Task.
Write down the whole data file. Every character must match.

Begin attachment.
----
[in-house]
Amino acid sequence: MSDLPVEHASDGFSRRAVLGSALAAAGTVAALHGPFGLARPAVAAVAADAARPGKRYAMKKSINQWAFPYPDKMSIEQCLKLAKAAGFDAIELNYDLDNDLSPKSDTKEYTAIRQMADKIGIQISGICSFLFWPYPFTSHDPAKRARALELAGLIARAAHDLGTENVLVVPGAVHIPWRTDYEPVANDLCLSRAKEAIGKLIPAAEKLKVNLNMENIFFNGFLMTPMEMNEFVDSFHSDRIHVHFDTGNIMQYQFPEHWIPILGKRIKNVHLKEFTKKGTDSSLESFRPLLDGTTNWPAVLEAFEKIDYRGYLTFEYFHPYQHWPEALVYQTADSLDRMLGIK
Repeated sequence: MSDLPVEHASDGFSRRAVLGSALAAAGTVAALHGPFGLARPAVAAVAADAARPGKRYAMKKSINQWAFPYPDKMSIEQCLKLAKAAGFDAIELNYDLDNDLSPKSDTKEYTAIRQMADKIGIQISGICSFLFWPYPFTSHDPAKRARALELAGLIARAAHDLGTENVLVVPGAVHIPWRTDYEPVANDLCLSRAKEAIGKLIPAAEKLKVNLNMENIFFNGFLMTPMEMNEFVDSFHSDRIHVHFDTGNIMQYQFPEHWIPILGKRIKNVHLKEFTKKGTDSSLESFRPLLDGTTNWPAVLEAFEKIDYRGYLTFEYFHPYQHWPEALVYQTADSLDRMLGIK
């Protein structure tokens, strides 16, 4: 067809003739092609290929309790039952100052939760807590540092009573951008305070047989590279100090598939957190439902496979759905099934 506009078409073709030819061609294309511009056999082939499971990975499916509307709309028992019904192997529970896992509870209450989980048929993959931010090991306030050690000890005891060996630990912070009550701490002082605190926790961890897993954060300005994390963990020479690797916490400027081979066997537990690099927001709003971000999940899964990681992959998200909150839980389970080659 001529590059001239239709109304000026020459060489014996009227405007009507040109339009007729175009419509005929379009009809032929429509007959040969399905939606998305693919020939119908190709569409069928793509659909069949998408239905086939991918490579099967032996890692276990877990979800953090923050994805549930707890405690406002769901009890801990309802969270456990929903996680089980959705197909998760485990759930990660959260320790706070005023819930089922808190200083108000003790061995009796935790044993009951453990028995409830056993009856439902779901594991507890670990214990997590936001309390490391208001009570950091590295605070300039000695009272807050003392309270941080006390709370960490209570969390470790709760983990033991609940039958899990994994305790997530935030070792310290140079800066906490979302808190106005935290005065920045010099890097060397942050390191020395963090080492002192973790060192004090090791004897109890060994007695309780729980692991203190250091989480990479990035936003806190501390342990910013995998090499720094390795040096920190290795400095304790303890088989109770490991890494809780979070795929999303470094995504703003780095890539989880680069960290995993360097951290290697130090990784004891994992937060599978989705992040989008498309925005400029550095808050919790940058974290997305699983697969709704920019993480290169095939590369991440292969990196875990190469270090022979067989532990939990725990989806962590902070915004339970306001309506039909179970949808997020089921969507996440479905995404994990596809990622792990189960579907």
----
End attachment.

[in-house]
Amino acid sequence: MSDLPVEHASDGFSRRAVLGSALAAAGTVAALHGPFGLARPAVAAVAADAARPGKRYAMKKSINQWAFPYPDKMSIEQCLKLAKAAGFDAIELNYDLDNDLSPKSDTKEYTAIRQMADKIGIQISGICSFLFWPYPFTSHDPAKRARALELAGLIARAAHDLGTENVLVVPGAVHIPWRTDYEPVANDLCLSRAKEAIGKLIPAAEKLKVNLNMENIFFNGFLMTPMEMNEFVDSFHSDRIHVHFDTGNIMQYQFPEHWIPILGKRIKNVHLKEFTKKGTDSSLESFRPLLDGTTNWPAVLEAFEKIDYRGYLTFEYFHPYQHWPEALVYQTADSLDRMLGIK
Repeated sequence: MSDLPVEHASDGFSRRAVLGSALAAAGTVAALHGPFGLARPAVAAVAADAARPGKRYAMKKSINQWAFPYPDKMSIEQCLKLAKAAGFDAIELNYDLDNDLSPKSDTKEYTAIRQMADKIGIQISGICSFLFWPYPFTSHDPAKRARALELAGLIARAAHDLGTENVLVVPGAVHIPWRTDYEPVANDLCLSRAKEAIGKLIPAAEKLKVNLNMENIFFNGFLMTPMEMNEFVDSFHSDRIHVHFDTGNIMQYQFPEHWIPILGKRIKNVHLKEFTKKGTDSSLESFRPLLDGTTNWPAVLEAFEKIDYRGYLTFEYFHPYQHWPEALVYQTADSLDRMLGIK
């Protein structure tokens, strides 16, 4: 067809003739092609290929309790039952100052939760807590540092009573951008305070047989590279100090598939957190439902496979759905099934 506009078409073709030819061609294309511009056999082939499971990975499916509307709309028992019904192997529970896992509870209450989980048929993959931010090991306030050690000890005891060996630990912070009550701490002082605190926790961890897993954060300005994390963990020479690797916490400027081979066997537990690099927001709003971000999940899964990681992959998200909150839980389970080659 001529590059001239239709109304000026020459060489014996009227405007009507040109339009007729175009419509005929379009009809032929429509007959040969399905939606998305693919020939119908190709569409069928793509659909069949998408239905086939991918490579099967032996890692276990877990979800953090923050994805549930707890405690406002769901009890801990309802969270456990929903996680089980959705197909998760485990759930990660959260320790706070005023819930089922808190200083108000003790061995009796935790044993009951453990028995409830056993009856439902779901594991507890670990214990997590936001309390490391208001009570950091590295605070300039000695009272807050003392309270941080006390709370960490209570969390470790709760983990033991609940039958899990994994305790997530935030070792310290140079800066906490979302808190106005935290005065920045010099890097060397942050390191020395963090080492002192973790060192004090090791004897109890060994007695309780729980692991203190250091989480990479990035936003806190501390342990910013995998090499720094390795040096920190290795400095304790303890088989109770490991890494809780979070795929999303470094995504703003780095890539989880680069960290995993360097951290290697130090990784004891994992937060599978989705992040989008498309925005400029550095808050919790940058974290997305699983697969709704920019993480290169095939590369991440292969990196875990190469270090022979067989532990939990725990989806962590902070915004339970306001309506039909179970949808997020089921969507996440479905995404994990596809990622792990189960579907």